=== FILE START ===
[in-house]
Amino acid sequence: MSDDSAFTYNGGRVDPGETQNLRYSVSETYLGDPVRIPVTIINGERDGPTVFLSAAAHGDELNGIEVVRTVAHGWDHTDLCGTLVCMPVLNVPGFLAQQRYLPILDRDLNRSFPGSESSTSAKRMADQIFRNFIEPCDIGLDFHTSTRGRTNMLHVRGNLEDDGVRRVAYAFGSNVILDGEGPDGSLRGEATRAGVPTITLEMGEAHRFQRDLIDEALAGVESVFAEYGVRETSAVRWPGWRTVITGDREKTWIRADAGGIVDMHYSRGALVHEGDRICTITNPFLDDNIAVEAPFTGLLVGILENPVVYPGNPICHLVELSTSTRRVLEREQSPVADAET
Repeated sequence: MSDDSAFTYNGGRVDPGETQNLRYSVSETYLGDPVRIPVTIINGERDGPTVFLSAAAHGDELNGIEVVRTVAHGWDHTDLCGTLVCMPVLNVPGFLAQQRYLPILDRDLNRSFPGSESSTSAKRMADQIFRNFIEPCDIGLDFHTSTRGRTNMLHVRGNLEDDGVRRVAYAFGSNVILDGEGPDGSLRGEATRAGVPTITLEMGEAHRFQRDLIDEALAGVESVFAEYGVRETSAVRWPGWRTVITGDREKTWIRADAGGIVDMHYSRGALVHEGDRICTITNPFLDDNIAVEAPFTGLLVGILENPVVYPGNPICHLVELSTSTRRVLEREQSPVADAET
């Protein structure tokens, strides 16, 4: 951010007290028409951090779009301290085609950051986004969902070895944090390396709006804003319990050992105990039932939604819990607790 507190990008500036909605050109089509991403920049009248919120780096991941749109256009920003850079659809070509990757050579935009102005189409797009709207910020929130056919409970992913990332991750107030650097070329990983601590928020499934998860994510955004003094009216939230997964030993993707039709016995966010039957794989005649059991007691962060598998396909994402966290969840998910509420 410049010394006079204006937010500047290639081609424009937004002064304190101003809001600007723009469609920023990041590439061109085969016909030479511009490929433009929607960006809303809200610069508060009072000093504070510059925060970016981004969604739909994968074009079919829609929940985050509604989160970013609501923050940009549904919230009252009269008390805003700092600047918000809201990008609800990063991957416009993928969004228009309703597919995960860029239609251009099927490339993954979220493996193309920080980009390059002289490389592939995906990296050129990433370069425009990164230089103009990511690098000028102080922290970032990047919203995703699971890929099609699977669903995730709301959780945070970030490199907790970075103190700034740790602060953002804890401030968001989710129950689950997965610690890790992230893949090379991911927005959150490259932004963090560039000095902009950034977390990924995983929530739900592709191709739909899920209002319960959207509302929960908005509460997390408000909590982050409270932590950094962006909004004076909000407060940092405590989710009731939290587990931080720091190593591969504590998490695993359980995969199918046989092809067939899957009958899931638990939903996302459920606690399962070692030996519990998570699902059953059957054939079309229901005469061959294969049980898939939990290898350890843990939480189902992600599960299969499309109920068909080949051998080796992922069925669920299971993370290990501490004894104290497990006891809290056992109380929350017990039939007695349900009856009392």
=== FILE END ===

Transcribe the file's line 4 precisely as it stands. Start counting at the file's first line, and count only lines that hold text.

């Protein structure tokens, strides 16, 4: 951010007290028409951090779009301290085609950051986004969902070895944090390396709006804003319990050992105990039932939604819990607790 507190990008500036909605050109089509991403920049009248919120780096991941749109256009920003850079659809070509990757050579935009102005189409797009709207910020929130056919409970992913990332991750107030650097070329990983601590928020499934998860994510955004003094009216939230997964030993993707039709016995966010039957794989005649059991007691962060598998396909994402966290969840998910509420 410049010394006079204006937010500047290639081609424009937004002064304190101003809001600007723009469609920023990041590439061109085969016909030479511009490929433009929607960006809303809200610069508060009072000093504070510059925060970016981004969604739909994968074009079919829609929940985050509604989160970013609501923050940009549904919230009252009269008390805003700092600047918000809201990008609800990063991957416009993928969004228009309703597919995960860029239609251009099927490339993954979220493996193309920080980009390059002289490389592939995906990296050129990433370069425009990164230089103009990511690098000028102080922290970032990047919203995703699971890929099609699977669903995730709301959780945070970030490199907790970075103190700034740790602060953002804890401030968001989710129950689950997965610690890790992230893949090379991911927005959150490259932004963090560039000095902009950034977390990924995983929530739900592709191709739909899920209002319960959207509302929960908005509460997390408000909590982050409270932590950094962006909004004076909000407060940092405590989710009731939290587990931080720091190593591969504590998490695993359980995969199918046989092809067939899957009958899931638990939903996302459920606690399962070692030996519990998570699902059953059957054939079309229901005469061959294969049980898939939990290898350890843990939480189902992600599960299969499309109920068909080949051998080796992922069925669920299971993370290990501490004894104290497990006891809290056992109380929350017990039939007695349900009856009392």